Support the Café

Search our Site

Faith and science: evangelicals bust myths, interview with Presiding Bishop on science and religion

Faith and science: evangelicals bust myths, interview with Presiding Bishop on science and religion

According to Elaine Howard Ecklund, director of Rice University’s Religion and Public Life Program, evangelical Christians integrate science and faith more than many think:

Now, the myth that bites the data dust, is one that proclaims evangelicals are a monolithic group of young-earth creationists opposed to theories of human evolution.

Actually, 70 percent of self-identified evangelicals “do not view religion and science as being in conflict,” said Elaine Howard Ecklund, a sociologist and director of Rice University’s Religion and Public Life Program.

She was addressing 200 scientists, pastors and other who work in both fields at the addressed the American Association for the Advancement of Science’s conference on “Perceptions: Science and Religious Communities” sponsored by the AAAS’s Dialogue on Science, Ethics and Religion on Friday.

Episcopalians have a long standing tradition in which science and religion shape one another. In a recent podcast interview featuring Presiding Bishop Katherine Jefferts Schori and Father Sean Maloney of St. Bartholomew’s Episcopal Church in Corpus Christi, Texas, the integration and relationship between science and religion is explored in great depth.



Café Comments?

Our comment policy requires that you use your real first and last names and provide an email address (your email will not be published). Comments that use non-PG rated language, include personal attacks, that are not provable as fact or that we deem in any way to be counter to our mission of fostering respectful dialogue will not be posted.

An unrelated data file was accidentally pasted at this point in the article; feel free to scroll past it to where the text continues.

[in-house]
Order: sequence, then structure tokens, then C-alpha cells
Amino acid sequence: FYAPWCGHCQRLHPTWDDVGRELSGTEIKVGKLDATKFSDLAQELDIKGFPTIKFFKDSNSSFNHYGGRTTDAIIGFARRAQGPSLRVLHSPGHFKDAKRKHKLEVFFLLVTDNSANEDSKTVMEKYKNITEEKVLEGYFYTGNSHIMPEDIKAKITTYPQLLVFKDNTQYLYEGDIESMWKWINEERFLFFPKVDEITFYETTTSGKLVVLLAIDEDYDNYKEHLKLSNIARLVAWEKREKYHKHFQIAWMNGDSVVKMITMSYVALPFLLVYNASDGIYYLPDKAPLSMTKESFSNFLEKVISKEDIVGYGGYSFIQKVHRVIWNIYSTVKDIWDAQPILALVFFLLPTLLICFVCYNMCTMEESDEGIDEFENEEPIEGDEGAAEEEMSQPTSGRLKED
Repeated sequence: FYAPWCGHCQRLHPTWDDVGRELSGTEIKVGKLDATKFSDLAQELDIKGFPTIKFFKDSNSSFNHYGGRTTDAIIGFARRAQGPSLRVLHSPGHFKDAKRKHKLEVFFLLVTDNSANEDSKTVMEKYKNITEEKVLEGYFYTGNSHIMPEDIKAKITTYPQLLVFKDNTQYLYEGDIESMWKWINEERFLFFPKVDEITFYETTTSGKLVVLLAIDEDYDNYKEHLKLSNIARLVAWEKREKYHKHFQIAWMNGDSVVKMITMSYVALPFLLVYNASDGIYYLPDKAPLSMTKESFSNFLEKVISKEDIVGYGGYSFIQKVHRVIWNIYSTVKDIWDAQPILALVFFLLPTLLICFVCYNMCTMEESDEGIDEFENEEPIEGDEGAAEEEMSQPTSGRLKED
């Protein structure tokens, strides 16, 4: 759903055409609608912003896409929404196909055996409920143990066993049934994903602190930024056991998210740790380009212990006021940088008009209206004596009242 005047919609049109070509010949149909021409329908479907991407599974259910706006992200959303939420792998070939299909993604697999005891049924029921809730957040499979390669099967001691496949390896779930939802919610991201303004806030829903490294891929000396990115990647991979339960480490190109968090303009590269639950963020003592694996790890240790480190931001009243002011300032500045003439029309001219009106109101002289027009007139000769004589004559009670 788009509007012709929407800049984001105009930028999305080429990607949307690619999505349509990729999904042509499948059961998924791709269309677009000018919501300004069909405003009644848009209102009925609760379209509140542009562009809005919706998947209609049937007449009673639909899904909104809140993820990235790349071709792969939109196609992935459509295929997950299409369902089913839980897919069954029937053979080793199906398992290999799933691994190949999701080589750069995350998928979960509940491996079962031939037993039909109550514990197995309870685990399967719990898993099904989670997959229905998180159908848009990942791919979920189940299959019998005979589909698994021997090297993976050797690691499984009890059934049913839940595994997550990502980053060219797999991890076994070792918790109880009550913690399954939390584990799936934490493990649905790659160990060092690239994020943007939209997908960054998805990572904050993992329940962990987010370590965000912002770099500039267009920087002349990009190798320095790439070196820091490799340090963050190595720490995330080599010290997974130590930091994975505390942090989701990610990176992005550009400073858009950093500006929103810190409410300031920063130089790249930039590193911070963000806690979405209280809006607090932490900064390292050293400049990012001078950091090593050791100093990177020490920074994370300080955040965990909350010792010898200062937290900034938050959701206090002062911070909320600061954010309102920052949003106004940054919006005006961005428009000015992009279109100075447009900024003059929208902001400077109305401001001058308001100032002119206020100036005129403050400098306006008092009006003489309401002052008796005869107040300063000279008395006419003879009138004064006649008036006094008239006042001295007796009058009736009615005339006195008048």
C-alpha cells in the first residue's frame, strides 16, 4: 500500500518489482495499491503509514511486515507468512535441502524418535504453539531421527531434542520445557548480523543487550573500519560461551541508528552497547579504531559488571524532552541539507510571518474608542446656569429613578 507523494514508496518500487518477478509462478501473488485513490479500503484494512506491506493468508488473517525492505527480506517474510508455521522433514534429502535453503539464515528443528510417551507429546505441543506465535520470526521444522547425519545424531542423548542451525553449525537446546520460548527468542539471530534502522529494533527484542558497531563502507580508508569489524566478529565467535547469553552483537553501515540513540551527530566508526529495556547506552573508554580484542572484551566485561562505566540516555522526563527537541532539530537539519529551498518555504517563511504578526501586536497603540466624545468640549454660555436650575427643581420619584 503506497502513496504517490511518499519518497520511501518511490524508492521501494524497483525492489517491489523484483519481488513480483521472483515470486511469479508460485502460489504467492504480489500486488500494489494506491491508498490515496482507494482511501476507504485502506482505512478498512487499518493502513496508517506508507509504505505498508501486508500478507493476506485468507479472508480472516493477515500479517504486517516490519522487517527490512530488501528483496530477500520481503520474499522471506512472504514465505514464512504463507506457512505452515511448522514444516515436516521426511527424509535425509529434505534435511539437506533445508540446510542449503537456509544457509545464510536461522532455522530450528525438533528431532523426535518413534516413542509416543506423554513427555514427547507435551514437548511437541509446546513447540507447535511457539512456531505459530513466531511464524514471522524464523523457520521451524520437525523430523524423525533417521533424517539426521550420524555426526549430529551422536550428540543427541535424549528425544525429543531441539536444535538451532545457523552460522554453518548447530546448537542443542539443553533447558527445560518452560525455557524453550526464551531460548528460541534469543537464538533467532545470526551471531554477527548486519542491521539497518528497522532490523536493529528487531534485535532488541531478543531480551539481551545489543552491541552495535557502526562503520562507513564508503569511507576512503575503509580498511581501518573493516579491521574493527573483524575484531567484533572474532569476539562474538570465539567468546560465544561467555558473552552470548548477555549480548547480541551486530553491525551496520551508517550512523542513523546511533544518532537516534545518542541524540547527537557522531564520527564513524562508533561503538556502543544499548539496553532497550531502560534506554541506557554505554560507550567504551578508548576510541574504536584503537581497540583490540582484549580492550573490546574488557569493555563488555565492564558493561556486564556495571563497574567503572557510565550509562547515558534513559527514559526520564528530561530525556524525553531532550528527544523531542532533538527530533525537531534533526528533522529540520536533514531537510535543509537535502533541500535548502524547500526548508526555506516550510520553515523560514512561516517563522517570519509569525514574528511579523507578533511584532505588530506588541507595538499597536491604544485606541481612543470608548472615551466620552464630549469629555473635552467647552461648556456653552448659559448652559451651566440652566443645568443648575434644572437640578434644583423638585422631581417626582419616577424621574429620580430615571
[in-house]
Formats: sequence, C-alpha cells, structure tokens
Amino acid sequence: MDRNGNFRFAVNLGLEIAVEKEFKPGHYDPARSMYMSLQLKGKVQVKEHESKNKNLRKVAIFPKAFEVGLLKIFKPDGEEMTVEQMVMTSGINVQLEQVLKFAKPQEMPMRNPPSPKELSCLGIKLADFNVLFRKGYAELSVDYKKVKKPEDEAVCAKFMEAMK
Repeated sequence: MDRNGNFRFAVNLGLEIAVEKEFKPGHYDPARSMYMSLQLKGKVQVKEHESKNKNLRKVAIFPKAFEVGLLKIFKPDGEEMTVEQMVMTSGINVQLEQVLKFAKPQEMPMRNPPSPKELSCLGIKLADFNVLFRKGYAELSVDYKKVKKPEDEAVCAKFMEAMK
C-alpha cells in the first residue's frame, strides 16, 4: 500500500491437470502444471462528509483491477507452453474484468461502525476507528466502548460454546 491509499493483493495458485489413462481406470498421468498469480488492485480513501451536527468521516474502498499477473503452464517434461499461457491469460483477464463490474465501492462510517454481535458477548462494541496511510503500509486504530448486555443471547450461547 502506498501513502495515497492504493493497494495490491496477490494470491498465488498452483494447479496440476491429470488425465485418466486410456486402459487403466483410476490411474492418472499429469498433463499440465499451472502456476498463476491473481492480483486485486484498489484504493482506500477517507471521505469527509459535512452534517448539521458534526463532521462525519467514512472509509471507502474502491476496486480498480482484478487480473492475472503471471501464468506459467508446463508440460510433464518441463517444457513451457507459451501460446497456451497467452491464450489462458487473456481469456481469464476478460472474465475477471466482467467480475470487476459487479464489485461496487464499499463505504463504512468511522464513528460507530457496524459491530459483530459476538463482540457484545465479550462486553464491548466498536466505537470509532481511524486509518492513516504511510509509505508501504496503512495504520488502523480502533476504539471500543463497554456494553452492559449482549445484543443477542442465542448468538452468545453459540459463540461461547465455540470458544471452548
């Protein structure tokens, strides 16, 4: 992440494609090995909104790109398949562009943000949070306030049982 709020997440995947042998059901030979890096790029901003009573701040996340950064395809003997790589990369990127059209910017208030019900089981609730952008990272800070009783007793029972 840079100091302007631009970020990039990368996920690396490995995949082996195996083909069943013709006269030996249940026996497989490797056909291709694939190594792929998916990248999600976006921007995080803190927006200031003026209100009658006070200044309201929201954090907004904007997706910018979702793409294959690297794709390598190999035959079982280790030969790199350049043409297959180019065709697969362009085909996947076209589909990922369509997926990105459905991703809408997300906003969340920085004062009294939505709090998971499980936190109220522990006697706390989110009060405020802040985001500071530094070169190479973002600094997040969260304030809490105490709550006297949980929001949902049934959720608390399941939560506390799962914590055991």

Oldest Most Voted
Inline Feedbacks
View all comments
Emily Windsor

Is there NO comment to be posted here that is politically-correct enough for this moderate to abide with it?

Who is going to believe this site has anything to do with respect for human speech?

What not-see-ism! The perspective here is >so narrow< it doesn't even encompass the boundaries of civil discourse.

A writer here has to toe some imaginary line of doctrinal submission and compliance.


David Streever

The problem with many of your comments is that they are not on point or even vaguely relevant to the stories you are posting them on; it isn’t a matter of the ideology, but the complete lack of engagement, discussion, and relevance. Sorry!

Support the Café
Past Posts

The Episcopal Café seeks to be an independent voice, reporting and reflecting on the Episcopal Church and the Anglican tradition.  The Café is not a platform of advocacy, but it does aim to tell the story of the church from the perspective of Progressive Christianity.  Our collective sympathy, as the Café, lies with the project of widening the circle of inclusion within the church and empowering all the baptized for the role to which they have been called as followers of Christ.

The opinions expressed at the Café are those of individual contributors, and, unless otherwise noted, should not be interpreted as official statements of a parish, diocese or other organization. The art and articles that appear here remain the property of their creators.

All Content  © 2017 Episcopal Café